Tower of Dawn Page 159

And take Hafiza with her.

Yrene opened her mouth to tell him no, but he had already faced ahead again. Toward the princess who advanced one step.

Her dress was torn, revealing the firm, round belly beneath. A fall like that with a baby—

A baby.

Yrene gripped Hafiza under her thin shoulders, hauling her slight weight across the floor.

Chaol wouldn’t kill her. Duva.

Yrene sobbed through her clenched teeth as she dragged Hafiza back and back through that gold-lined avenue, the statues looking on unfeelingly.

He wouldn’t so much as harm Duva, not with that baby in her womb.

Yrene’s chest caved in at the low hum of power that filled the room.

He would not fight back. He would buy Yrene time.

To get Hafiza out and to run.

Duva purred, “This will likely hurt a great deal.”

Yrene whirled back just as shadows lashed from the princess, aimed right at Chaol.

He rolled to the side, the blast going wide and striking the statue he ducked behind.

“Such theatrics,” Duva tutted, and Yrene hurried, sliding Hafiza toward those distant stairs. Leaving him—leaving him behind.

But movement caught her eye, and then—

A statue crashed into the princess’s path.

Duva blasted it aside with her power. Gold showered the room in chunks that thundered atop the sarcophagi, the cracking echoing through the chamber.

“You will make this boring,” Duva tsked, and hurled a handful of darkness toward where he’d been. Yrene stumbled as the room shuddered, but she kept upright.

Another blow.


Duva hissed, rounding the sarcophagus where she’d guessed Chaol was hiding. She fired her power blindly.

Chaol appeared, shield in hand.

Not a shield—an ancient mirror.

The power bounced off the metal, shattering glass, even as it rebounded into the princess.

Yrene saw the blood first. On both of them.

Then saw the dread in his face as Duva was blasted back, slamming into a stone sarcophagus so hard her bones cracked.

Duva hit the ground and did not move.

Yrene waited one breath. Two.

She lowered Hafiza to the floor and ran. Ran right for Chaol, where he panted, gaping at the woman’s fallen body.

“What have I done,” he breathed, refusing to take his eyes off the too-still princess. Blood slid down his face from the shards of that mirror, but nothing major—nothing lethal.

Duva, however …

Yrene shoved past him, past his sword, to the princess on the ground. If she was down, she could potentially get the Valg demon out, potentially try to fix her body—

She turned Duva over.

And found the princess smiling at her.

It happened so fast. Too fast.

Duva lunged for her face, her throat, black bands of power leaping from her palms.

Then Yrene was not there. Then she was on the stones, thrown to the side as Chaol hurled himself between her and the princess.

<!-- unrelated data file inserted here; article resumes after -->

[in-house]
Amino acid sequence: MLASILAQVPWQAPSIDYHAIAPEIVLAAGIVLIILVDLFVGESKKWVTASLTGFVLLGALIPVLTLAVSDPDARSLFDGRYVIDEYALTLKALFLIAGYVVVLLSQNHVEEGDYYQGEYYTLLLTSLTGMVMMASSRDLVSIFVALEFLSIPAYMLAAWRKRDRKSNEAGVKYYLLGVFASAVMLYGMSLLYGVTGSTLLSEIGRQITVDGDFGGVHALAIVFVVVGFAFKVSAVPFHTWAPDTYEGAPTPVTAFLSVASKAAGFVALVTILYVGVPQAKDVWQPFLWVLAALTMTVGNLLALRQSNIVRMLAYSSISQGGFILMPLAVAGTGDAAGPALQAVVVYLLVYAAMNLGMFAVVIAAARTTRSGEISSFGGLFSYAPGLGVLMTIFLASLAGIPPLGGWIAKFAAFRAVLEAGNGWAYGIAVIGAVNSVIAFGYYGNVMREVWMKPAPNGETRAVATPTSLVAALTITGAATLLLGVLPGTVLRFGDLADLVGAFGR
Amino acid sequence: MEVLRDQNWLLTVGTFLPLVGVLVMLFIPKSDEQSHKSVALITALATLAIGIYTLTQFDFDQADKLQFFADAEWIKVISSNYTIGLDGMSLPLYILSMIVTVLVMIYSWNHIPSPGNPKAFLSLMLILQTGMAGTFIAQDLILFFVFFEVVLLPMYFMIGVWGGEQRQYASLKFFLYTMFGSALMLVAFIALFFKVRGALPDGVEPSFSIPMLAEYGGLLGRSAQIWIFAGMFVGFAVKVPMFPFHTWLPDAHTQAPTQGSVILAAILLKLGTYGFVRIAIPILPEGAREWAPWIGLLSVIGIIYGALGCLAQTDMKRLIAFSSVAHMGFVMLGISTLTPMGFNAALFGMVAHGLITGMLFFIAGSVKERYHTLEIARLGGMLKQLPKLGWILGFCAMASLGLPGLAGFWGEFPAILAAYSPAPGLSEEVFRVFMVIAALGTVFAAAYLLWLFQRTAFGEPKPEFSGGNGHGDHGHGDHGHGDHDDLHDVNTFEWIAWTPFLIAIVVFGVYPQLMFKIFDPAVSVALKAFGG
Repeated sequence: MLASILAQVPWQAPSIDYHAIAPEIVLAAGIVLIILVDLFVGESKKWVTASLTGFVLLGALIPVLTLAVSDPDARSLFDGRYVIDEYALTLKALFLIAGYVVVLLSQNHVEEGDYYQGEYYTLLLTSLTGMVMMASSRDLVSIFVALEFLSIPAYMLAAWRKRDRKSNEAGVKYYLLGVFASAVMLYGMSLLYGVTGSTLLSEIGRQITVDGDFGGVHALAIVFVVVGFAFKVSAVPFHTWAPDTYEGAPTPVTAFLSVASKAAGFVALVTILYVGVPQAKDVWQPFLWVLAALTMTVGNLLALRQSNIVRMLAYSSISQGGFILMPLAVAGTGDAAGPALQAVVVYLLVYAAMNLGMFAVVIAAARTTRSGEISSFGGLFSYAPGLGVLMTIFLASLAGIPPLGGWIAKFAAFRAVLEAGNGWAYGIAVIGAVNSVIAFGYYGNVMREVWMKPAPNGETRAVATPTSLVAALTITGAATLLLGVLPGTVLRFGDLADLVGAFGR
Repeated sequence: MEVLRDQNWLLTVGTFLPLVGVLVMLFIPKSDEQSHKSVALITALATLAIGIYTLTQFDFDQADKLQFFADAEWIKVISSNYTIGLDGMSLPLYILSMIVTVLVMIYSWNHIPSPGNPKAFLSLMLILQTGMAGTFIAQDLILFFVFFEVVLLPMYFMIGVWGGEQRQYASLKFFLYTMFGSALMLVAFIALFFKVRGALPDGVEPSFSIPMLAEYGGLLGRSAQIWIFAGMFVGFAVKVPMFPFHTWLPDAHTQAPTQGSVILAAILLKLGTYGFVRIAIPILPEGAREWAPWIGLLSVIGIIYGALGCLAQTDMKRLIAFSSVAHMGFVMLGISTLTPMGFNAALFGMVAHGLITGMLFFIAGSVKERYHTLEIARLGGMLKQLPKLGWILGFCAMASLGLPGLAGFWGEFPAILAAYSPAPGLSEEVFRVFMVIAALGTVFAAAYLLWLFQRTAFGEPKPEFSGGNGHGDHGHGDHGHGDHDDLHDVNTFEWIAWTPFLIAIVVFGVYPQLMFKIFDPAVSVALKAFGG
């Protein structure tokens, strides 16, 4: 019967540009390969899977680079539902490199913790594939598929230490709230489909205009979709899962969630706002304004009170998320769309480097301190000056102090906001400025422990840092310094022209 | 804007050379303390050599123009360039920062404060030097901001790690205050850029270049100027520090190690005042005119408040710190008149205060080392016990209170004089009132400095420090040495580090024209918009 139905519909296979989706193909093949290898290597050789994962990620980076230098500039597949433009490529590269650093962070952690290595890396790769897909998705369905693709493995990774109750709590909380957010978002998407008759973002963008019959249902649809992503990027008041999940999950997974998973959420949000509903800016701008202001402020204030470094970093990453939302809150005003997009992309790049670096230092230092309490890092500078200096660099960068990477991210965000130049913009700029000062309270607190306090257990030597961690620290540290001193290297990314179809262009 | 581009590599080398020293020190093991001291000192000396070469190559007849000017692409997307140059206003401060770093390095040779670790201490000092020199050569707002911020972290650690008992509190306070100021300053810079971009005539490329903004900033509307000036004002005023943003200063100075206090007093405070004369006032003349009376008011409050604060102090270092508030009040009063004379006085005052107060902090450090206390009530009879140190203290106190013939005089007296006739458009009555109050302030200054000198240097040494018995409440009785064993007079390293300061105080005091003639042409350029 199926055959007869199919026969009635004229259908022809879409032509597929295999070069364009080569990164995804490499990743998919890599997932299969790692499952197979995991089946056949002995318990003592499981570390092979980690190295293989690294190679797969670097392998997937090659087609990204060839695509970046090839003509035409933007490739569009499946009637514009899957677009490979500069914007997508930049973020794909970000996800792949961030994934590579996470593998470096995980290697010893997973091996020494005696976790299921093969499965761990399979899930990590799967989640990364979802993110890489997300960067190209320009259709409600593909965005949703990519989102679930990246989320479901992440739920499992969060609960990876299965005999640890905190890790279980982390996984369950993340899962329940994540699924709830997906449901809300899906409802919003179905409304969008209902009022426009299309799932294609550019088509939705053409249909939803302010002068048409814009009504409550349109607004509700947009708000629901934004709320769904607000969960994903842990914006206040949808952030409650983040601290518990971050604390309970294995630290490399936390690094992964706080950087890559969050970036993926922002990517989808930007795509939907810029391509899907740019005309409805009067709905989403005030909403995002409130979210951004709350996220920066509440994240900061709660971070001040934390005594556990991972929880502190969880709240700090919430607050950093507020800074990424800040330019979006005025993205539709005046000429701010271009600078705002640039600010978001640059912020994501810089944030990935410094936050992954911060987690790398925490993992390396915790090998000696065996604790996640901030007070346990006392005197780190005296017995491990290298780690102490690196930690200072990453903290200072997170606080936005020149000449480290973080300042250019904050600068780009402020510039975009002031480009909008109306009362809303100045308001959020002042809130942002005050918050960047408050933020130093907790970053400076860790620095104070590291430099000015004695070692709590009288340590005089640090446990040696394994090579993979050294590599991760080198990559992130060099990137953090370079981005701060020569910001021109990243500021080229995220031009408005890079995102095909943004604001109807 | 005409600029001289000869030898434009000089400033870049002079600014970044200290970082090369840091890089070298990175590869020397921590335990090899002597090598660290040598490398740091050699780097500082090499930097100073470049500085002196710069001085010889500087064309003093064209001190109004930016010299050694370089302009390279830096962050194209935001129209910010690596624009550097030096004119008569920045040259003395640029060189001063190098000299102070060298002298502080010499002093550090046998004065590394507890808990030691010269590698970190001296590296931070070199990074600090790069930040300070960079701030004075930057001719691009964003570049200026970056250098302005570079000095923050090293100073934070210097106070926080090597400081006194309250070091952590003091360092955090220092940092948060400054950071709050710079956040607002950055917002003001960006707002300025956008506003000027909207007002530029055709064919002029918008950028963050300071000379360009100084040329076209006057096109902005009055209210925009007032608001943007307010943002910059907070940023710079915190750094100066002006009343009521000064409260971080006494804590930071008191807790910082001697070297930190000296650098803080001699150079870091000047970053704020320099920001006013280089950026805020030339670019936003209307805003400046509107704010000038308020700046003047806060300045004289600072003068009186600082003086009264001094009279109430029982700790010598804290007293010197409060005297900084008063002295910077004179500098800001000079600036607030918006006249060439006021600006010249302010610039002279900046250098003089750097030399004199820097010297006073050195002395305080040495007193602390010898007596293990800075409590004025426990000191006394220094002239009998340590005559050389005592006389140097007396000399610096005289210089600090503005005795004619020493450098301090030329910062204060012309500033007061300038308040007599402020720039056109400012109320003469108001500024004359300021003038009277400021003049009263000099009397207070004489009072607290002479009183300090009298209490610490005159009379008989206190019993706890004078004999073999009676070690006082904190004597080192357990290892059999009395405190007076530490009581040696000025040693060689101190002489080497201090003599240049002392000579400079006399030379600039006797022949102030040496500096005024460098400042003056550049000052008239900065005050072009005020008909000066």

No shield, no weapon.

Only his back, utterly exposed, as he shoved Yrene away and took the full brunt of the Valg attack.


Agony roared through his spine. Down his legs. His arms. Into his very fingertips.

Worse than it had been in the glass castle.

Worse than in those healing sessions.

But all he could see, all he’d seen, was Yrene, that power spearing for her heart—

Chaol hit the ground, and Yrene’s scream shattered through the pain.

Get up get up get up

“Such a pity all that hard work amounted to nothing,” Duva trilled, and pointed a finger at his spine. “Your poor, poor back.”

That dark power slammed into his spine again.

Something cracked.

Again. Again.

The feeling in his legs vanished first.

“Stop,” Yrene sobbed, on her knees. “Stop!”

“Run,” he breathed, forcing his palms flat onto the stones, forcing his arms to push, to lift him—

Duva only reached into her pocket and pulled out that black ring. “You know how this stops.”

“No,” he snarled, and his back bellowed as he tried and tried to get his legs beneath him—

Yrene crawled away a step. Another. Eyes darting between them.

Not again. He would not endure seeing this, endure living this one more time.

But then he beheld what Yrene grabbed in her right hand.

What she had been crawling toward.

His sword.

Duva snickered, stepping over his sprawled, unmoving legs as she advanced on Yrene. As Yrene rose to her feet and lifted his sword between them.

The blade trembled, and Yrene’s shoulders shook as she sobbed through her teeth.

“What do you think that could possibly do,” Duva crooned, “against this?”

Whips of dark power unfurled from the princess’s palms.

No. He groaned the word, screamed it at his body, at the wounds pushing in, the agony dragging him under. Duva lifted her arm to strike—

And Yrene threw the sword. A straight throw, unskilled and wild.

But Duva ducked—

Yrene ran.

Swift as a doe, she turned and ran, sprinting into the labyrinth of corpses and treasure.

And like a hound on a scent, Duva snarled and gave chase.

She had no plan. She had nothing.

No options. Nothing whatsoever.

Chaol’s spine—

Gone. All that work … shattered.

Yrene ran through the piles of gold, searching, searching—

Duva’s shadows blasted around her, sending shards of gold flying into the air. Gilding every breath Yrene took.

She snatched a short-sword off a chest overflowing with treasure as she ran, the blade whirring through the air.

If she could trap her, get Duva down for long enough—

A lash of power shattered the stone sarcophagus before her. Chunks of rock soared.

Yrene heard the thud before she felt the impact.

Then her head bleated with pain, and the world tilted.

She fought to stay upright with every heartbeat, every bit of focus she’d ever mastered.

Yrene did not let her feet falter. She kept moving, buying them any sort of time. Rounding a statue, she—

Duva stood before her.

Yrene careened into her, that short-sword so close to the princess’s gut, to that womb—

She splayed her hands, dropping the weapon. Duva held firm, arms snatching around Yrene’s neck and middle. Pinning her.

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